ShokzStar Takeover: Interview with Melissa Kahn
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ShokzStar Takeover: Interview with Melissa Kahn

Six years ago, mother of four Melissa Kahn had a choice: get busy living or get busy dying. Morbidly obese, sedentary and on the doorstep of multiple health crises, Melissa decided to get busy living. After losing 110 pounds, she took up running, finished her first triathlon and found her inner-athlete. She writes about her journey and connects with her global community at Run, Heifer, Run.

We are thrilled to announce the sponsorship of athlete and ShokzStar Melissa Kahn in the Himalayan Rush Triathlon. Check out our interview with Melissa Kahn below!

You’re training for the Himalayan Rush 2018 triathlon in Nepal. Congratulations! How are you feeling?

Melissa:  I’m tired. I’m in disbelief that someone like ME could ever hope to participate in something as monumental as a Himalayan Triathlon. Someone who, up until a few years back, was morbidly obese, unhappy, insecure, and in all honesty, lazy.  It’s a total honor to be participating in one of the world’s most adventurous triathlons, and it scares me to death.

You’ve been on a six-year journey to become a healthier and happier you and have lost 110 pounds along the way. That’s incredible! Was completing a triathlon always the dream?

Melissa:  Up until recently, it wasn’t even in the game plan.  I had never ever hoped to become a triathlete. It wasn’t even on my radar as something that was remotely POSSIBLE for “someone like me.”  I participated in a triathlon two years ago, and it nearly killed me.  Improper and incomplete training, stemming from a lack of information and research on my part, resulted in near disaster in the water. Completing the Himalayan Rush triathlon is going to render me speechless.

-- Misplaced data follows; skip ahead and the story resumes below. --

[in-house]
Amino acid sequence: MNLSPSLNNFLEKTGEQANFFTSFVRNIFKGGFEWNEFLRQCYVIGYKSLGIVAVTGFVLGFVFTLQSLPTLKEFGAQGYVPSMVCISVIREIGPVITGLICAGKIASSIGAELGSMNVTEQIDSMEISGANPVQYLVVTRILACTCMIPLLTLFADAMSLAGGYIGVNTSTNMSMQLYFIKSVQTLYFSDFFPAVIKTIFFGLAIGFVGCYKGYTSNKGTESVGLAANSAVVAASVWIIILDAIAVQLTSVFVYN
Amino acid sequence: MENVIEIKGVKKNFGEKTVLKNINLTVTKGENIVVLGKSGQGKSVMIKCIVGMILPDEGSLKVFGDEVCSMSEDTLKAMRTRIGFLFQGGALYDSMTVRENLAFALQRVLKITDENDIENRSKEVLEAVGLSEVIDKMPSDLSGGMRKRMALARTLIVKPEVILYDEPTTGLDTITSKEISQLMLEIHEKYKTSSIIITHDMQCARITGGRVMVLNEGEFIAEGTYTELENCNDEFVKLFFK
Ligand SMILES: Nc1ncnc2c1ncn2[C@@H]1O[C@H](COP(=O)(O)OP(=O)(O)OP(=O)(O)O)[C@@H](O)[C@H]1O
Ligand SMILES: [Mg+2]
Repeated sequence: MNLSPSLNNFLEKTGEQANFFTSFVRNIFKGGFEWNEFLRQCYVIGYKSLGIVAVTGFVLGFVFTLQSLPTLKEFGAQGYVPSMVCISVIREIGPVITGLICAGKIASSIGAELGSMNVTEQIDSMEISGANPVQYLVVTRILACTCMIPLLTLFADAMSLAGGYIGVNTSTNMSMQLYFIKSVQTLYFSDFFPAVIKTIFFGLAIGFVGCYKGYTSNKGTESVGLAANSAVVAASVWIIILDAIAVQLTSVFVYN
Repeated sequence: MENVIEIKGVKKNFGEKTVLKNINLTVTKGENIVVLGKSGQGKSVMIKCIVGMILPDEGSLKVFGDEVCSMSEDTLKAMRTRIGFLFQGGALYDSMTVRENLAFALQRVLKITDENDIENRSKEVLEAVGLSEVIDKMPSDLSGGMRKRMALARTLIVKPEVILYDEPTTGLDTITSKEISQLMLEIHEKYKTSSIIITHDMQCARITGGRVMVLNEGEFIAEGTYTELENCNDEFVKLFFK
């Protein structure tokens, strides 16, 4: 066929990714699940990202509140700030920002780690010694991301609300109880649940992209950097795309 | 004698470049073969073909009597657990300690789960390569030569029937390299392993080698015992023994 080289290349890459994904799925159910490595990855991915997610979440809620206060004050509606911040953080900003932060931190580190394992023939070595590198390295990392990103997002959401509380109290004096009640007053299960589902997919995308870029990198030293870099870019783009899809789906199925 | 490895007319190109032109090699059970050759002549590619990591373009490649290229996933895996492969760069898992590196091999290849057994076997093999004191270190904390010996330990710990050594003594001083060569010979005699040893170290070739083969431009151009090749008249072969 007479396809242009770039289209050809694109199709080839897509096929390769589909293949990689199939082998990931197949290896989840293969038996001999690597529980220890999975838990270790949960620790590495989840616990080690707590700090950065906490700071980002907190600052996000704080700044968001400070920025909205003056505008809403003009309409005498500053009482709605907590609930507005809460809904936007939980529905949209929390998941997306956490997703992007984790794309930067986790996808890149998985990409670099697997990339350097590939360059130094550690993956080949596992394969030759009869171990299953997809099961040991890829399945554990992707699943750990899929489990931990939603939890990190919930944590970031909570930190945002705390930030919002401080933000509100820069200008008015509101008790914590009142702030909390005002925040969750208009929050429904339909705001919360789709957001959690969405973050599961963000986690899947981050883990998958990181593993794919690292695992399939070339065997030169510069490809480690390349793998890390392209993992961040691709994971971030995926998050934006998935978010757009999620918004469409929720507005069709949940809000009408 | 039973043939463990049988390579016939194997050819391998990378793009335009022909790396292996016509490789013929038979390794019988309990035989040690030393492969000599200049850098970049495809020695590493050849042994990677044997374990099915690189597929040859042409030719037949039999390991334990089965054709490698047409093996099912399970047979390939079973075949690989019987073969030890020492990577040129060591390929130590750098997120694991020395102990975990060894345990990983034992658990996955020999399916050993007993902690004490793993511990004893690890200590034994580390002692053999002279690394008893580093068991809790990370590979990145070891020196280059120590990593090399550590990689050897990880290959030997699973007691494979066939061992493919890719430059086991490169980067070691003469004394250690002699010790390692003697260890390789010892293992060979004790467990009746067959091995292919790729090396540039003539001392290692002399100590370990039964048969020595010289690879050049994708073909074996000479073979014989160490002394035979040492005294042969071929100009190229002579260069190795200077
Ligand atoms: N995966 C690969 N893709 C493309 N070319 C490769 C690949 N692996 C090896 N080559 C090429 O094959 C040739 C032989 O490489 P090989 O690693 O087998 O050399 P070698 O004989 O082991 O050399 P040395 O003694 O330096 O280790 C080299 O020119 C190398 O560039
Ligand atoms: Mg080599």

Why the Himalayan Rush Triathlon in particular? Was it the ice-cold Himalayan lake water that drew you in? 😉

Melissa:  Well, anyone following me on twitter with my #WeatherWeenie videos will be rolling their eyes reading this. I hate cold. As in, HATE it.  Anything below 70` renders me in 5 layers, wool socks, and three hats before a run.  The Himalayan Rush Tri drew me in because it seems impossible. For “someone like me” to even DREAM of completing something like this - just unbelievable. Finishing it will signify to me that no matter HOW HARD something seems, and how unachievable it may be, if you put your mind to it, relabel your dream as a goal, then make a plan, truly anything is possible.  Also, I’ve asked them to heat that water up for me. Because, #WeatherWeenie.

Let’s talk about training. What does a typical week look like for you?

Melissa:  Normally, before tri training, I’ll do a run two or three times per week at 5am, then gym class the other days, also at 5am.  These days, I keep that schedule then add in a swim, bike, and sometimes another run afterwards. Some days I’m doing an entire mini-triathlon after my weight training class in order to get my body used to the pain that’s coming.  I’m doing big gear drills (don’t ask, they aren’t nearly as much fun as they may sound) on my bike and have learned that dreaming about a triathlon and training for one are two entirely different beasts. One is a whimsical thought - the other one is pure hell on my body.  And I love every minute of the pain because it tells me that #iKahn do it, as long as I focus and keep my eye on the goal (finishing alive).